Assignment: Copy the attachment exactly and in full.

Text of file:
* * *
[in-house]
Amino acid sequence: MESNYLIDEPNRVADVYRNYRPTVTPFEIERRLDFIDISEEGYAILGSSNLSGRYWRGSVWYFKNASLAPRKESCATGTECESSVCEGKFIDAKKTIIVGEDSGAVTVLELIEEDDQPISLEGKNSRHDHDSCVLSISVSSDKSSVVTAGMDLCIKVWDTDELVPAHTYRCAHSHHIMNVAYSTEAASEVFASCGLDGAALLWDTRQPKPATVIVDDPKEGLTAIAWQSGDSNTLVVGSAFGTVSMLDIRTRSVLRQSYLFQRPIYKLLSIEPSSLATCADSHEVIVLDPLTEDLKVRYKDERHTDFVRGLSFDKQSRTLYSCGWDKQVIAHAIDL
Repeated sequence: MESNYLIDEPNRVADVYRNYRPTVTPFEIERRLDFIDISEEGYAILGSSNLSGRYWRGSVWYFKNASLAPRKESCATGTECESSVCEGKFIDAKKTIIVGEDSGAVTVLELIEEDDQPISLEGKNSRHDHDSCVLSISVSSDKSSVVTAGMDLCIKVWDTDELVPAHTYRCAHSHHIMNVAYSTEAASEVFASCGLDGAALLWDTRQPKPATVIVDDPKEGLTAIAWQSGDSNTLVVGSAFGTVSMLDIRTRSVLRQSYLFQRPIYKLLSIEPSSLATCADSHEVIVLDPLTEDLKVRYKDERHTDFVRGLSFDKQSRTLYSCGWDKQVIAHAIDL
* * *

[in-house]
Amino acid sequence: MESNYLIDEPNRVADVYRNYRPTVTPFEIERRLDFIDISEEGYAILGSSNLSGRYWRGSVWYFKNASLAPRKESCATGTECESSVCEGKFIDAKKTIIVGEDSGAVTVLELIEEDDQPISLEGKNSRHDHDSCVLSISVSSDKSSVVTAGMDLCIKVWDTDELVPAHTYRCAHSHHIMNVAYSTEAASEVFASCGLDGAALLWDTRQPKPATVIVDDPKEGLTAIAWQSGDSNTLVVGSAFGTVSMLDIRTRSVLRQSYLFQRPIYKLLSIEPSSLATCADSHEVIVLDPLTEDLKVRYKDERHTDFVRGLSFDKQSRTLYSCGWDKQVIAHAIDL
Repeated sequence: MESNYLIDEPNRVADVYRNYRPTVTPFEIERRLDFIDISEEGYAILGSSNLSGRYWRGSVWYFKNASLAPRKESCATGTECESSVCEGKFIDAKKTIIVGEDSGAVTVLELIEEDDQPISLEGKNSRHDHDSCVLSISVSSDKSSVVTAGMDLCIKVWDTDELVPAHTYRCAHSHHIMNVAYSTEAASEVFASCGLDGAALLWDTRQPKPATVIVDDPKEGLTAIAWQSGDSNTLVVGSAFGTVSMLDIRTRSVLRQSYLFQRPIYKLLSIEPSSLATCADSHEVIVLDPLTEDLKVRYKDERHTDFVRGLSFDKQSRTLYSCGWDKQVIAHAIDL